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Poltergeist - 1982 | Story and Screenshots

This story presentation includes some of the dialogue


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The film opens with the playing of the National Anthem during a TV station's sign-off. The highly-pixeled image is from a close-up, magnified shot of a television screen. The picture goes 'dead' - it is in the middle of the night. The head of the household, Steve Freeling (Craig T. Nelson) has fallen asleep in the downstairs living room in front of the tube.

The family dog visits and introduces each of the members of the sleeping Freeling family in the upstairs bedrooms of their suburban home - thirty-two year old wife Diane (JoBeth Williams), sixteen year old Dana (Dominique Dunne), eight year old Robbie (Oliver Robins), and young, five year old blonde nursery-schooler Carol Anne (Heather O'Rourke).


The youngest daughter comes down the serpentine staircase from the second floor, walking through the flickering, strobe-effect lighting that is cast over the room. She sits in front of the fuzzy, snowy image of the television and imaginatively converses with strange entities - she believes that every inanimate object is anthropomorphic.

Carol Anne: Hello? What do you look like? Talk louder, I can't hear you! Hey, hello! Hello, I can't hear you! Five. Yes. Yes. I don't know. I don't know.

She awakens her parents and siblings, who stand in silence and watch her communicate with the grainy picture tube. She places her two palms on the glass.


They live in the peaceful Cuesta Verde Estates tract housing development - their house is indistinguishable from other subdivision homes. The bedroom of the two youngest children is decorated with other-worldly items - two Star Wars characters (R2D2 on the bedspread and a Darth Vader toy figure on the shelf), two related film posters, an Alien poster from the science fiction horror film, and CLUE - a classic who-dun-it board game. Various events signal the greater threats to come. The family's canary bird Tweety unexpectedly expires - strangely.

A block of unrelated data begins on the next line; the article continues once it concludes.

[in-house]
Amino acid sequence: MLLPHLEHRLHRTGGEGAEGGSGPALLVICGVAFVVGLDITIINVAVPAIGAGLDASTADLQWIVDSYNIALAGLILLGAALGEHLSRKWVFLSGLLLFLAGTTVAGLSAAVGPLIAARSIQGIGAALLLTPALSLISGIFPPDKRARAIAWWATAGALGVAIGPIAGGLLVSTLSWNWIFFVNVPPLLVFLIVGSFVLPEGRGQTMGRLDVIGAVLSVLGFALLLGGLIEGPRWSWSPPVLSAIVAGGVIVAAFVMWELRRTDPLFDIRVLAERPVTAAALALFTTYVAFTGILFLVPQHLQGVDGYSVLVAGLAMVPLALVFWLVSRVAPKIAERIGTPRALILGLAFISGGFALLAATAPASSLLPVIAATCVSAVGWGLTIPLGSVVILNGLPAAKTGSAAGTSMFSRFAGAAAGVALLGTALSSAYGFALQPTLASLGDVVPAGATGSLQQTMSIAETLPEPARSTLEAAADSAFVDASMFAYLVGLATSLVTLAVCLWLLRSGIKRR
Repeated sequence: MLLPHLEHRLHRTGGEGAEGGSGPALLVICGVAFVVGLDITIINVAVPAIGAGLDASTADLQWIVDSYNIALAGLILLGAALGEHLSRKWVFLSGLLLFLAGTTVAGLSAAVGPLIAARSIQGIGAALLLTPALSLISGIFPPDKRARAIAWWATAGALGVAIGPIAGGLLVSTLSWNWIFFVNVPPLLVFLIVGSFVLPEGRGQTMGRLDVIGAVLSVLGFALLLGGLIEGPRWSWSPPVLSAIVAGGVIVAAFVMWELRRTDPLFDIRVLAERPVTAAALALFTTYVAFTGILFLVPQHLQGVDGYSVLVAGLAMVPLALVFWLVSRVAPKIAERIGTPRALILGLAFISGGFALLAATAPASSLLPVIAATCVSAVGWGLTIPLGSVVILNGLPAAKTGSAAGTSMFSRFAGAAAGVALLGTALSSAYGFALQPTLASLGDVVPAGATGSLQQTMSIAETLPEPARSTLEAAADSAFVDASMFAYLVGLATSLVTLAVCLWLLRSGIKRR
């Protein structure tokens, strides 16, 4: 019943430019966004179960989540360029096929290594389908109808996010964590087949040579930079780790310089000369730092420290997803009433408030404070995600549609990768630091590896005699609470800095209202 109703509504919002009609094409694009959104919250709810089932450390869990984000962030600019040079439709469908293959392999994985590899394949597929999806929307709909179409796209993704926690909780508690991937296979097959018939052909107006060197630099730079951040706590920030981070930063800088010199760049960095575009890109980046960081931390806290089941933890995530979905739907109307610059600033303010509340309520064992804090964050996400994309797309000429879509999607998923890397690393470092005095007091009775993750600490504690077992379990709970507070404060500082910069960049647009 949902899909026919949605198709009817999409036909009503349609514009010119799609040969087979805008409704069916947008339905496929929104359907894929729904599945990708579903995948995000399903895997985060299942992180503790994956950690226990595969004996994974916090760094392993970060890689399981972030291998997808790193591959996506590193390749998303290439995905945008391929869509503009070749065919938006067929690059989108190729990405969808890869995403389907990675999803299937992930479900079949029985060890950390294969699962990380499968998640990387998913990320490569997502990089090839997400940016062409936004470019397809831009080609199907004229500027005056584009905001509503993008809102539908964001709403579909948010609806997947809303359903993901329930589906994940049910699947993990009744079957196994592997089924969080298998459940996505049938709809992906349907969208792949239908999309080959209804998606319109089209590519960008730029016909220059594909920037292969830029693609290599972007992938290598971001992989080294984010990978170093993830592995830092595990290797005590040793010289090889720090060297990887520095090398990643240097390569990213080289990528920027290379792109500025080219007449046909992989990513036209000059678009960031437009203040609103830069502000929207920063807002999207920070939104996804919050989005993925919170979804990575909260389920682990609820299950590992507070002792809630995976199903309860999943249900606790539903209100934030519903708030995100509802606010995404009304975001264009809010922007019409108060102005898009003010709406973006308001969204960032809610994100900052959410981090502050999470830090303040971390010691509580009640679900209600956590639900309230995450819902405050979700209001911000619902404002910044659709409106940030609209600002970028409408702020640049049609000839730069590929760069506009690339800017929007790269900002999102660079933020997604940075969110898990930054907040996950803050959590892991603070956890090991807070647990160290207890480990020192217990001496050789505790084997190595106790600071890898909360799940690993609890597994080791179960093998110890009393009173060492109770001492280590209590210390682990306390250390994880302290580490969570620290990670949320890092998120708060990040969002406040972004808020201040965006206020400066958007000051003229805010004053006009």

Diane: Oh shit, Tweety, couldn't you have waited until a school day?


The middle of a football game is suddenly switched to the 'Mr. Roger's Neighborhood' children's show. Steve opens the window next to the neighbor's house. Steve is having an on-going battle of 'remote controls' with his nearby neighbor Ben Tuthill (Michael McManus).

Steve: We've got a good game going on here.

Ben Tuthill: My kids wanna watch Mr. Rogers.

Steve: I don't care what you're watching Ben, just show a little mercy with that thing!

Ben Tuthill (flicks his remote): Move your set. [Ben flicks remote]

Steve (flicks his remote): Move yours Ben.

Steve and Ben flick each other off.


Carol Anne saves Tweety from being unceremoniously flushed down the toilet. She carefully prepares a cigar box for its burial, adding items: a piece of red licorice . . .

Carol Anne: For when he's hungry.

A polaroid picture of Carol Anne, Robbie, and the family dog . . .

Carol Anne: For when he's lonely.

A yellow napkin . . .

Carol Anne: And for when it's nighttime.


Carol Anne: Now I lay me down to sleep, I pray the Lord my soul to keep.

Dana (sarcastically): Oh brother!

Carol Anne: If I shall die before I wake...

Dana (whispers to Diane): It did.

Carol Anne: ...I pray the Lord my soul to take.

Robbie: Hey Mom! When it rots can we dig up the bones?